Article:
During that year, amongst the first games the twins worked on was the first Dizzy game, which was then released onto the gaming community. It was titled simply, Dizzy The Ultimate Cartoon Adventure. The game followed the tale of our hero Dizzy attempting to save the people of Katmandu from the evil wizard Zaks, who over the game series would become a serious thorn in Dizzy’s side, by collecting certain potion ingredients from around the game world. The game set up what was to become the core gameplay style used in each and every Dizzy adventure game in the series. It was a side scrolling platform game with a difference. Unlike so many platform games of the past and some of present day, you did not go around hopping on bad guys and creatures to kill them in an aim to collect as many shiny objects as possible. Instead Dizzy was all about solving puzzles along with some precise platform hopping.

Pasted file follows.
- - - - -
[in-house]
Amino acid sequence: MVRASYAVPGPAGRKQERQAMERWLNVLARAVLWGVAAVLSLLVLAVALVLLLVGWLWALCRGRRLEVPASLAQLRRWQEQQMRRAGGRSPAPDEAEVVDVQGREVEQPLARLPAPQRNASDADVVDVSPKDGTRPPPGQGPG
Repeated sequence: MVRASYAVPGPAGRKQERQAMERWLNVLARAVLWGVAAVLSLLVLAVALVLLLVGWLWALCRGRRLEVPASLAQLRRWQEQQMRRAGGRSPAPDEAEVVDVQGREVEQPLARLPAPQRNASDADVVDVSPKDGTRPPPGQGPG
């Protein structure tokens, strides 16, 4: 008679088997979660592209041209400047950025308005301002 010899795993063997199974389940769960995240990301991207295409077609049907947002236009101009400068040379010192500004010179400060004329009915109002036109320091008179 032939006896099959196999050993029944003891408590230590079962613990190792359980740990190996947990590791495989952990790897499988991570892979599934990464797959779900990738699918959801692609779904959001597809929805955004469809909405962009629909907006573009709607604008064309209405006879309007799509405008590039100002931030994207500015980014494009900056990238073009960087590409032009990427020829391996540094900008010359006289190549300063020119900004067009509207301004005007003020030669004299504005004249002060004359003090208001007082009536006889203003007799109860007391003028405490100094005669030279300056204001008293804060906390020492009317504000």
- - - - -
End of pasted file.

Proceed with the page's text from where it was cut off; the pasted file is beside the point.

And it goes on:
That brief description of the first Dizzy titles’ gameplay makes it sound like a relatively simple affair. However, nothing could be further from the truth. Compared to the gaming standards of today, games of yesteryear were generally a much more difficult challenge and Dizzy The Ultimate Cartoon Adventure was no exception. Almost everything which was not a part of the scenery was potentially lethal upon touch to the games hero. To pass by these obstacles Dizzy had to be carrying one of numerous objects discovered throughout the game, such as a rain coat or an umbrella providing protection from lethal rain or drips of water, or a can of bug spray protecting against spiders. There was some logic to this, however trial and error was also a large part of it.